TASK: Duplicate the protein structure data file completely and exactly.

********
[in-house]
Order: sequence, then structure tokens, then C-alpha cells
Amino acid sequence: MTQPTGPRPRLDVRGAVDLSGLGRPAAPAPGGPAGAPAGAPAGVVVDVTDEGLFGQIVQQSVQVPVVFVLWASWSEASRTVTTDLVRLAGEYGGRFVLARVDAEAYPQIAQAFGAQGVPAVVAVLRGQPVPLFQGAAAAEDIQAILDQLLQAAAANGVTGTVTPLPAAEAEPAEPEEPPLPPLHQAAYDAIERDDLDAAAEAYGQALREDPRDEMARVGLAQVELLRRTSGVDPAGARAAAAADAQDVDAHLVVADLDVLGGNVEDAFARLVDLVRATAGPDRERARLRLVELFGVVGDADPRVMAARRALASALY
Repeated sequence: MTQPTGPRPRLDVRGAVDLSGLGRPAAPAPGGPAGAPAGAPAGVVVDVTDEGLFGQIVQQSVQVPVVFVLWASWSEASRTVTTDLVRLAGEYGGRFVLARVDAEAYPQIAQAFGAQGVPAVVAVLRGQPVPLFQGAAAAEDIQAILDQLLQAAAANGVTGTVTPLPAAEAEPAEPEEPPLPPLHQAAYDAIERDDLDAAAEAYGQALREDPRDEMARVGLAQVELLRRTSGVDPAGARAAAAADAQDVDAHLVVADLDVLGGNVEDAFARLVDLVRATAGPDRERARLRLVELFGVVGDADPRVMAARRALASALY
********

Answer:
[in-house]
Order: sequence, then structure tokens, then C-alpha cells
Amino acid sequence: MTQPTGPRPRLDVRGAVDLSGLGRPAAPAPGGPAGAPAGAPAGVVVDVTDEGLFGQIVQQSVQVPVVFVLWASWSEASRTVTTDLVRLAGEYGGRFVLARVDAEAYPQIAQAFGAQGVPAVVAVLRGQPVPLFQGAAAAEDIQAILDQLLQAAAANGVTGTVTPLPAAEAEPAEPEEPPLPPLHQAAYDAIERDDLDAAAEAYGQALREDPRDEMARVGLAQVELLRRTSGVDPAGARAAAAADAQDVDAHLVVADLDVLGGNVEDAFARLVDLVRATAGPDRERARLRLVELFGVVGDADPRVMAARRALASALY
Repeated sequence: MTQPTGPRPRLDVRGAVDLSGLGRPAAPAPGGPAGAPAGAPAGVVVDVTDEGLFGQIVQQSVQVPVVFVLWASWSEASRTVTTDLVRLAGEYGGRFVLARVDAEAYPQIAQAFGAQGVPAVVAVLRGQPVPLFQGAAAAEDIQAILDQLLQAAAANGVTGTVTPLPAAEAEPAEPEEPPLPPLHQAAYDAIERDDLDAAAEAYGQALREDPRDEMARVGLAQVELLRRTSGVDPAGARAAAAADAQDVDAHLVVADLDVLGGNVEDAFARLVDLVRATAGPDRERARLRLVELFGVVGDADPRVMAARRALASALY